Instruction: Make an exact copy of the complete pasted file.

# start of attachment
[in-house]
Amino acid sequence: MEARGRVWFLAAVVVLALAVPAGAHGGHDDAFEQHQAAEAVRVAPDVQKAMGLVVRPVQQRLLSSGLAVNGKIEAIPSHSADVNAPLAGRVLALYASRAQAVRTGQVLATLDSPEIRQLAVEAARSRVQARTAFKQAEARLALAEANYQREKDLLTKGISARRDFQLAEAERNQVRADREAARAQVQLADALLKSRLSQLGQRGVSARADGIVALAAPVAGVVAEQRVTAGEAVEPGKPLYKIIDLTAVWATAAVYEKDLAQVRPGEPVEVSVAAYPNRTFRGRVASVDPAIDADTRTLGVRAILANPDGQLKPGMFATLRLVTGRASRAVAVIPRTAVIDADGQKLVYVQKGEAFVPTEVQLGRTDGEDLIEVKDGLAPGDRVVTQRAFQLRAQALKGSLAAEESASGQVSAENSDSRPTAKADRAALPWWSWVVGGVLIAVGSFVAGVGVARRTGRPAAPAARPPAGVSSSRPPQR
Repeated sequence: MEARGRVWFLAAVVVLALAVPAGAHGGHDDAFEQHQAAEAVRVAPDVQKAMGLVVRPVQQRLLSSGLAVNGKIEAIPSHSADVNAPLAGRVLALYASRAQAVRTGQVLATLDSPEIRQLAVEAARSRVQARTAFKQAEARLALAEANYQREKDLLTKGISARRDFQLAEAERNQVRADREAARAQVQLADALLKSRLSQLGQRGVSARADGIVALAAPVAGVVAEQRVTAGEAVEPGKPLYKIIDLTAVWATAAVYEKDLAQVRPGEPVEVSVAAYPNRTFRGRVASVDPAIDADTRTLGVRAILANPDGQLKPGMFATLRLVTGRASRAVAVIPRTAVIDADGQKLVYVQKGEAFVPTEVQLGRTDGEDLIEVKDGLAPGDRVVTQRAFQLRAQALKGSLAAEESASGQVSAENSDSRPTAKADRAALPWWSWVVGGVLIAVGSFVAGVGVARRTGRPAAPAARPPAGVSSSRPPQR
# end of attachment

[in-house]
Amino acid sequence: MEARGRVWFLAAVVVLALAVPAGAHGGHDDAFEQHQAAEAVRVAPDVQKAMGLVVRPVQQRLLSSGLAVNGKIEAIPSHSADVNAPLAGRVLALYASRAQAVRTGQVLATLDSPEIRQLAVEAARSRVQARTAFKQAEARLALAEANYQREKDLLTKGISARRDFQLAEAERNQVRADREAARAQVQLADALLKSRLSQLGQRGVSARADGIVALAAPVAGVVAEQRVTAGEAVEPGKPLYKIIDLTAVWATAAVYEKDLAQVRPGEPVEVSVAAYPNRTFRGRVASVDPAIDADTRTLGVRAILANPDGQLKPGMFATLRLVTGRASRAVAVIPRTAVIDADGQKLVYVQKGEAFVPTEVQLGRTDGEDLIEVKDGLAPGDRVVTQRAFQLRAQALKGSLAAEESASGQVSAENSDSRPTAKADRAALPWWSWVVGGVLIAVGSFVAGVGVARRTGRPAAPAARPPAGVSSSRPPQR
Repeated sequence: MEARGRVWFLAAVVVLALAVPAGAHGGHDDAFEQHQAAEAVRVAPDVQKAMGLVVRPVQQRLLSSGLAVNGKIEAIPSHSADVNAPLAGRVLALYASRAQAVRTGQVLATLDSPEIRQLAVEAARSRVQARTAFKQAEARLALAEANYQREKDLLTKGISARRDFQLAEAERNQVRADREAARAQVQLADALLKSRLSQLGQRGVSARADGIVALAAPVAGVVAEQRVTAGEAVEPGKPLYKIIDLTAVWATAAVYEKDLAQVRPGEPVEVSVAAYPNRTFRGRVASVDPAIDADTRTLGVRAILANPDGQLKPGMFATLRLVTGRASRAVAVIPRTAVIDADGQKLVYVQKGEAFVPTEVQLGRTDGEDLIEVKDGLAPGDRVVTQRAFQLRAQALKGSLAAEESASGQVSAENSDSRPTAKADRAALPWWSWVVGGVLIAVGSFVAGVGVARRTGRPAAPAARPPAGVSSSRPPQR